Champaign, Chicago, Los Angeles, San Diego, Tijuana, and then back again. I was really tired when I got home.
The idea of this event was truly fascinating: “an exploration of the intersection between sociopolitical and natural domains, foregrounding the notion of collective territory, but also a territory of collaboration that transgresses hemispheric boundaries. At the core of such trans-hemispheric sociopolitical and economic dynamics is the conflict between transcontinental borders and the natural and social ecologies they interrupt and seek to erase.” So many interesting folks came together for this mobile symposium, but the end result was disappointing. It took a lot of energy just to move 80-100 people around, and the logistics of being able to hear, have time to pee and eat, and still have time for dialogue were too much. So maybe Political Equator 3 will allow for more time, more silence, more women, and less strutting. The highpoints for me were the show that Nick Brown and Ava Bromberg put together at LACE, “Just Spaces,” and then the bus tour of Tijuana, which was a city I had never seen before. But I came home still wanting to know about the community of San Ysidro, just on the border, and what actually might be happening with the Tijuana River and the watershed in that area. There were no specifics; just a lot of architects and artists networking in what Sarah Kanouse rightly called “transnational intellectual stars.”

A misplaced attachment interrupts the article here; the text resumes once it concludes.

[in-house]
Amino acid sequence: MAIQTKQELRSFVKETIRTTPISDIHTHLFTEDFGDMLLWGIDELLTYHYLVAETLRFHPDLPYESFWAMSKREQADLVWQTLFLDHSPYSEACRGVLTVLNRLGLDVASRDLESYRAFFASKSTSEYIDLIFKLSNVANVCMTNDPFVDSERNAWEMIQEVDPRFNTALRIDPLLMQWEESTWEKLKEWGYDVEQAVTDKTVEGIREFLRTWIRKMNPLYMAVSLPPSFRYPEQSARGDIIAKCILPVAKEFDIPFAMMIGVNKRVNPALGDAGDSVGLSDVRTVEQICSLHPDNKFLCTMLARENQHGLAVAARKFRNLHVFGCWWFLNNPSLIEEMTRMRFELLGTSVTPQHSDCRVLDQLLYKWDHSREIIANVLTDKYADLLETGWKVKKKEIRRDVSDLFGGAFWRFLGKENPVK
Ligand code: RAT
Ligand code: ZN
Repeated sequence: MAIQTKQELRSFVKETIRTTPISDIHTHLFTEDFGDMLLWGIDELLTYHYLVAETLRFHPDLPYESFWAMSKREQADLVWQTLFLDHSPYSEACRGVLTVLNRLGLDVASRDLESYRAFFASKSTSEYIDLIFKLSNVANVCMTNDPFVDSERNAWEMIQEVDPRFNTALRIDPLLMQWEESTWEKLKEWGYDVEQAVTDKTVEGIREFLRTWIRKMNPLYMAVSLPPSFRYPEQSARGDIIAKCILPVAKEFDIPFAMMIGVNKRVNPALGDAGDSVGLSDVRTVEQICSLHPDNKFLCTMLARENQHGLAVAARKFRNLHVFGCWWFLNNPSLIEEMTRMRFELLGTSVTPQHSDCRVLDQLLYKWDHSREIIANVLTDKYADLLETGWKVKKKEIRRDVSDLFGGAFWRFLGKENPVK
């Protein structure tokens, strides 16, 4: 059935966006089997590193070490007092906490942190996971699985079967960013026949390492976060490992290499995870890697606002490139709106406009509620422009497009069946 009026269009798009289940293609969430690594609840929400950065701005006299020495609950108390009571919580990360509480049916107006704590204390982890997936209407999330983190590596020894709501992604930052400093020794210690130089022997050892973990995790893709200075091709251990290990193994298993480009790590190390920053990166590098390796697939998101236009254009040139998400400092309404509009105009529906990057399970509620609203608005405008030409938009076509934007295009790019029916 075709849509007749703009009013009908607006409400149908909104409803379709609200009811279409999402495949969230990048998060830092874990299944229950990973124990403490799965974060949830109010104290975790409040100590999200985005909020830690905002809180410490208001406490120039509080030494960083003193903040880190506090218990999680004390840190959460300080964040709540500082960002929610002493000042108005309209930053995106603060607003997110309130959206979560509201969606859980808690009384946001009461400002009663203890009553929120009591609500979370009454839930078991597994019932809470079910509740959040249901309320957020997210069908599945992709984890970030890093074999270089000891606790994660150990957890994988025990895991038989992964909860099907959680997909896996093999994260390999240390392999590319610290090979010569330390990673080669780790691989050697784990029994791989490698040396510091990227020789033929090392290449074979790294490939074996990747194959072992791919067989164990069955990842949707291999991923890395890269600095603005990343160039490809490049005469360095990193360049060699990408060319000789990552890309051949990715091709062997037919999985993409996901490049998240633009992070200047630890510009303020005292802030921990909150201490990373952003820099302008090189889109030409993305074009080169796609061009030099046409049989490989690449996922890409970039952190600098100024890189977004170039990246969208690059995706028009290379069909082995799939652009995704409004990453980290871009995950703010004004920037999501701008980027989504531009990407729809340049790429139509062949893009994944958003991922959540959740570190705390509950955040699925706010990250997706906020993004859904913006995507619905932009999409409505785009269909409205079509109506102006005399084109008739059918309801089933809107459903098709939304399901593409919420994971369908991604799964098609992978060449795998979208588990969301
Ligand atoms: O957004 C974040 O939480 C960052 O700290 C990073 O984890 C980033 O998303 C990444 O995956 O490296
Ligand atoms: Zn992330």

On the flight home I read T.C. Boyle’s Tortilla Curtain, a chilling and powerful depiction of undocumented workers nose-to-nose with the wealthy folks who live off their labor.
One man after another, talking and talking. The tacos were fantastic and Teddy Cruz must be thirty times more tired than I am. What energy and passion that man puts out, bilingually and all over the map. At the start of our journey from LA, Teddy noted our tendency to “hide beneath weird complexity.” It just stayed complex for the next four days…fascinating, frustrating, and fragmented. Probably no other way it could have gone, with 120 people trailing after Teddy’s enthusiasms. Metro, train, trolley, walking, buses, and more walking. Definitely the weirdest for me was the HaudenschildGarage in La Jolla. Suzanne Lacy said she collected “language”–phrases like “archipelago of enclaves” and “critical insertion.” I met Ava Bromberg, New York-based urban planner Al Wei, CCA architecture student John Manzo, Tijuana architect Rene Peralta (who contributed to Here is Tijuana), Emily Scott of the LA Urban Rangers, Christina McPhee, Christina Ulke of the Journal of Aesthetics and Protest, many of Suzanne Lacy’s students, and enjoyed time with Sarah Kanouse, Nick Brown, Monica Mayer and Suzanne. Almost as a corrective to the train ride from Los Angeles to San Diego, and the party that night in La Jolla (which was over the top), was my bus ride across LA on Sunday, on the Number 33 city bus along Venice Blvd. It felt everyday, and slow…19.62 miles according to Mapquest.